- An example of glean is when you ask questions to try to find out information.
- An example of glean is when you collect the grain remaining in the field after the reapers have finished harvesting the field.
- to collect (grain, etc. left by reapers)
- to collect the remaining grain, etc. from (a reaped field)
- to collect or find out (facts, etc.) gradually or bit by bit
- to examine or go through (books, etc.) so as to collect certain information
Origin of gleanMiddle English glenen ; from Old French glener ; from Vulgar Latin glennare ; from Celt, as in Old Irish d?gleinn, he gleans ; from Indo-European an unverified form ?hlend- ; from base an unverified form ?hel-: see gleam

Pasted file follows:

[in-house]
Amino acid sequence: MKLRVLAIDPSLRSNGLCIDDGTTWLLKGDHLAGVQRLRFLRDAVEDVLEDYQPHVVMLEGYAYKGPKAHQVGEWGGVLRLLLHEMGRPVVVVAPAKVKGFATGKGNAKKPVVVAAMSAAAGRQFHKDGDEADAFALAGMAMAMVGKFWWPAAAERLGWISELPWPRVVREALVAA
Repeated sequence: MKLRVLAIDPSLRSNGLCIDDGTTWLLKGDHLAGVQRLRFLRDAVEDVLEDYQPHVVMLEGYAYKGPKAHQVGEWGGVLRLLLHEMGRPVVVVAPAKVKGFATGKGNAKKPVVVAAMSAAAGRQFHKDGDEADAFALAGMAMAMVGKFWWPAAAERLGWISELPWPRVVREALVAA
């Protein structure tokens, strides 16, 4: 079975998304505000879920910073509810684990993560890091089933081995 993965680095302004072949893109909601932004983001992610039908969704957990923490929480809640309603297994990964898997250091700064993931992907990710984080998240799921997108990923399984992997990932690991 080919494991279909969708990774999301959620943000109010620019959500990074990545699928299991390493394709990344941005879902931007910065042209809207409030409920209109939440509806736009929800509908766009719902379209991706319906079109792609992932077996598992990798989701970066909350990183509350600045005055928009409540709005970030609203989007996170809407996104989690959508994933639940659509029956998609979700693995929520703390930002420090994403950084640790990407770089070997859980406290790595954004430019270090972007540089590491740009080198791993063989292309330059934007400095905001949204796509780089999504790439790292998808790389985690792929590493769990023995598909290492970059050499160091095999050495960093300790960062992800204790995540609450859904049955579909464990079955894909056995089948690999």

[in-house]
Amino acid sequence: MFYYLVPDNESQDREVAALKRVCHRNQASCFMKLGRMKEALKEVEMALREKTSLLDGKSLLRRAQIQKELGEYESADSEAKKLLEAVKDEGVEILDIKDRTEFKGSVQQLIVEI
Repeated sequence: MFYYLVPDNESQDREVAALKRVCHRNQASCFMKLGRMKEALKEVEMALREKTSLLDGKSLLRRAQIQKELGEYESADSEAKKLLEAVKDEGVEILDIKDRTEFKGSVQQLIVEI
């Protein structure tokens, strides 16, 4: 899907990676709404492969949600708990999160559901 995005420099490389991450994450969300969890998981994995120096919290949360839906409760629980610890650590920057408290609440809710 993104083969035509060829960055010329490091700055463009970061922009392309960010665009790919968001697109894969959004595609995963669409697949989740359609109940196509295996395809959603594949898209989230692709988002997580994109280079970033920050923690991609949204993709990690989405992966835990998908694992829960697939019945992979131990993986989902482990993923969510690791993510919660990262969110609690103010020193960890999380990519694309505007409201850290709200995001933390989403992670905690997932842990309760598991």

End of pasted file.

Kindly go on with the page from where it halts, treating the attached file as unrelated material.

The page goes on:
verbgleaned, glean·ing, gleans
- To gather (grain) left behind by reapers.
- To collect bit by bit: “records from which historians glean their knowledge” (Kemp Malone). See Synonyms at reap.
Origin of gleanMiddle English glenen, from Old French glener, from Late Latin glenn&amacron;re, probably of Celtic origin.
(third-person singular simple present gleans, present participle gleaning, simple past and past participle gleaned)
- To collect (grain, grapes, etc.) left behind after the main harvest or gathering.
- To gather what is left in (a field or vineyard).
- to glean a field
- To gather information in small amounts, with implied difficulty, bit by bit.
- To frugally accumulate resources from low-yield contexts.
- He gleaned a living from newspaper work for a few months, but in the summer went to a fishing village […] where […] he wrote his great historical drama, "Master Olof." (Translators Edith and Warner Oland on author August Strindberg.)
- A collection made by gleaning.